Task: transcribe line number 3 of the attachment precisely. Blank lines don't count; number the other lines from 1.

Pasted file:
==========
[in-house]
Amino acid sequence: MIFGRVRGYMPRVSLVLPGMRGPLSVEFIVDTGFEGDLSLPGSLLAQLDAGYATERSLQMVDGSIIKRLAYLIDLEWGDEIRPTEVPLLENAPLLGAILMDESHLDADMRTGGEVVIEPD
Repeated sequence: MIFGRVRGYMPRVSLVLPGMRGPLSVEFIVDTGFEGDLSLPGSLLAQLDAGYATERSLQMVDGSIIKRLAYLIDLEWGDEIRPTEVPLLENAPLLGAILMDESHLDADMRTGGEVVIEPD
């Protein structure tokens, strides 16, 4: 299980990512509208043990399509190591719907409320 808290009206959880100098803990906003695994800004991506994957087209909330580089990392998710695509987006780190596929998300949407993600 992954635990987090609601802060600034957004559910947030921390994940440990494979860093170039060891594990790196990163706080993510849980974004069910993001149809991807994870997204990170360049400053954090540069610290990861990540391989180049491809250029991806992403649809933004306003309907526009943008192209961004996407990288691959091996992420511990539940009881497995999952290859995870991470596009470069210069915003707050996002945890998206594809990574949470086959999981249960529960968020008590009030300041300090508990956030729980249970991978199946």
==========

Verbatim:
Repeated sequence: MIFGRVRGYMPRVSLVLPGMRGPLSVEFIVDTGFEGDLSLPGSLLAQLDAGYATERSLQMVDGSIIKRLAYLIDLEWGDEIRPTEVPLLENAPLLGAILMDESHLDADMRTGGEVVIEPD